1 After this, when Nahash king of the Ammonites died and his son Hanun succeeded him,
2 David thought, 'I shall show Hanun son of Nahash the same faithful love as his father showed me.' And David sent representatives to offer him condolences over his father. But when David's representatives reached Hanun in the Ammonites' country to present these condolences,
3 the Ammonite leaders said to Hanun, 'Do you really think David means to honour your father when he sends you messengers with sympathy? On the contrary, the reason why his representatives have come to you is to explore, overthrow and reconnoitre the country.
4 Whereupon Hanun seized David's representatives, shaved them, cut their clothes off half-way up, right by their buttocks, and sent them away.
5 As soon as David was told how the men had been treated, he sent someone to meet them, since the men were overcome with shame. 'Stay in Jericho,' the king said, 'until your beards have grown, and come back then.'
6 When the Ammonites realised that they had antagonised David, Hanun and the Ammonites sent a thousand talents of silver to hire chariots and cavalry from the Aramaeans of Upper Mesopotamia, of Maacah and of Zobah.
7 They hired thirty-two thousand chariots and the king of Maacah with his people, who came and encamped before Medeba, while the Ammonites, having left their towns and mustered, were advancing to the war.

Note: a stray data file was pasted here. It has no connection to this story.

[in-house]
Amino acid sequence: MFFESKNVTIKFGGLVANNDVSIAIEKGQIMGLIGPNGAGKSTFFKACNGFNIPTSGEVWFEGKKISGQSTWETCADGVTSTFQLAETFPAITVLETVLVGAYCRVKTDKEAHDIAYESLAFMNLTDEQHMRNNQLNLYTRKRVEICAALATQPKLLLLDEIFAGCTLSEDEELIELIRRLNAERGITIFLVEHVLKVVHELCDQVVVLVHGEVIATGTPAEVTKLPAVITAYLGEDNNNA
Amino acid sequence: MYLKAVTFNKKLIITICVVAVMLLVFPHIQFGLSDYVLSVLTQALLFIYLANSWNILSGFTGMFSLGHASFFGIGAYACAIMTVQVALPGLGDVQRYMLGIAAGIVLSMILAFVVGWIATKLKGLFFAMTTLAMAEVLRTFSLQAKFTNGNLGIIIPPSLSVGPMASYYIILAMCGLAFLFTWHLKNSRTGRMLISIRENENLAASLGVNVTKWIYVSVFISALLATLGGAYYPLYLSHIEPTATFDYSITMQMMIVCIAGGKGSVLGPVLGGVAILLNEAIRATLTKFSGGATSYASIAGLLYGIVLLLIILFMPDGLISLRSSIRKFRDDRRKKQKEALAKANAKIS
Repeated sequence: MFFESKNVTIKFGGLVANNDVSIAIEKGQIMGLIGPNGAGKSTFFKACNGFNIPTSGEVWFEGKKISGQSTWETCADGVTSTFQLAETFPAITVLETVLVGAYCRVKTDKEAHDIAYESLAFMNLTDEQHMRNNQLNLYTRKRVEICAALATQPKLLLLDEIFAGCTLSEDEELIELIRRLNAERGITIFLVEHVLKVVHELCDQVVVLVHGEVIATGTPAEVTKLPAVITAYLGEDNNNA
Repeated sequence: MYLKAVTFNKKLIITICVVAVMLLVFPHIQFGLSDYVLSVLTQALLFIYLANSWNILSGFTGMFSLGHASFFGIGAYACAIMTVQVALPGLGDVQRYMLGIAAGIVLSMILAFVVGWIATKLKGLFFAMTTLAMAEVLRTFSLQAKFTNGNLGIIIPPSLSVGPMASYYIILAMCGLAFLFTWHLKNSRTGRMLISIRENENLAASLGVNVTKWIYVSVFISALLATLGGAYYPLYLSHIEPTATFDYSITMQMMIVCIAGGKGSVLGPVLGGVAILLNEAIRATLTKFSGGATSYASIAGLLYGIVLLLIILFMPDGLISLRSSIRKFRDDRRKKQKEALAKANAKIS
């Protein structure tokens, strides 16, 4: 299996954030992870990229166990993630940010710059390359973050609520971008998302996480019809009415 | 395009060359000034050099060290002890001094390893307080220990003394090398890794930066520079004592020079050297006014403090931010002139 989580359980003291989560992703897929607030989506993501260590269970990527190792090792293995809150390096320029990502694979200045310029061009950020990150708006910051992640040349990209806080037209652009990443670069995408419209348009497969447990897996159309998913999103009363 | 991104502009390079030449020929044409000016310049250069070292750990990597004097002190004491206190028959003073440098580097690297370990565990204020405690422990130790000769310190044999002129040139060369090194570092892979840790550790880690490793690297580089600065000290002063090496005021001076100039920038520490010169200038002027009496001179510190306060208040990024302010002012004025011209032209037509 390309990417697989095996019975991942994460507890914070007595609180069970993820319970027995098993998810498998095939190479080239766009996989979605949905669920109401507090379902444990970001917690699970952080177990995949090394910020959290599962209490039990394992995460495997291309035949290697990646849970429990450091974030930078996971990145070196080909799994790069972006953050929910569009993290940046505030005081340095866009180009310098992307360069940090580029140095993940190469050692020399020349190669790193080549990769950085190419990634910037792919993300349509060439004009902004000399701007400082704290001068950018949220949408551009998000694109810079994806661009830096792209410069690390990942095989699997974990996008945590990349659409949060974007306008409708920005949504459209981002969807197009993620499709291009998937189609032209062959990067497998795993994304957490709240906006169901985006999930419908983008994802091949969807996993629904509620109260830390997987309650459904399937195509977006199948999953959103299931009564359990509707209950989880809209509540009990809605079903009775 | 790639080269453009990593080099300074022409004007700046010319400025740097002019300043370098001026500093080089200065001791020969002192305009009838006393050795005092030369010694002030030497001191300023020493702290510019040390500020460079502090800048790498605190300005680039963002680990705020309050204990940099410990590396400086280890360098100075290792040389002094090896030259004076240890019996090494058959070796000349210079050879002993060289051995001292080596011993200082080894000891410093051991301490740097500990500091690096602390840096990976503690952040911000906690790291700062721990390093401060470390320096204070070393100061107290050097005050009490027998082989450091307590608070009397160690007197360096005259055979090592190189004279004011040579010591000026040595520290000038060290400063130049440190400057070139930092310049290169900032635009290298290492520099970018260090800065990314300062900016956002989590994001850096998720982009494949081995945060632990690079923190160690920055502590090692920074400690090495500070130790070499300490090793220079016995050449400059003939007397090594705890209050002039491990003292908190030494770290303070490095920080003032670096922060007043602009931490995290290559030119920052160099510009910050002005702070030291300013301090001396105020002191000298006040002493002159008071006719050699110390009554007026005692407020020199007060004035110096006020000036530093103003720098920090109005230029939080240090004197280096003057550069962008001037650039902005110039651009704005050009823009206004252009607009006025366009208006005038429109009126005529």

12 'If the Aramaeans prove too strong for me,' he said, 'you must come to my help; if the Ammonites prove too strong for you, I shall come to yours.
13 Be brave and let us fight valiantly, for the sake of our people and for the cities of our God! And let Yahweh dispose as he thinks fit!'
15 When the Ammonites saw that the Aramaeans had fled, they too fled from his brother Abishai and withdrew into the city. Joab then returned to Jerusalem.
16 The Aramaeans, realising that Israel had got the better of them, sent messengers and mobilised the Aramaeans living on the other side of the River, with Shophach, commander of Hadadezer's army, at their head.
17 David, being informed of this, mustered all Israel, crossed the Jordan, made contact with them and took up position near them. David drew up his line of battle facing the Aramaeans, who then engaged him.
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The New Jerusalem Bible (NJB) is a Catholic translation of the Bible published in 1985. The New Jerusalem Bible (NJB) has become the most widely used Roman Catholic Bible outside of the United States. It has the imprimatur of Cardinal George Basil Hume.
Like its predecessor, the Jerusalem Bible, the New Jerusalem Bible (NJB) version is translated "directly from the Hebrew, Greek or Aramaic." The 1973 French translation, the Bible de Jerusalem, is followed only "where the text admits to more than one interpretation." Introductions and notes, with some modifications, are taken from the Bible de Jerusalem.
Source: The Very Reverend Dom (Joseph) Henry Wansbrough, OSB, MA (Oxon), STL (Fribourg), LSS (Rome), a monk of Ampleforth Abbey and a biblical scholar. He was General Editor of the New Jerusalem Bible. "New Jerusalem Bible, Regular Edition", pg. v.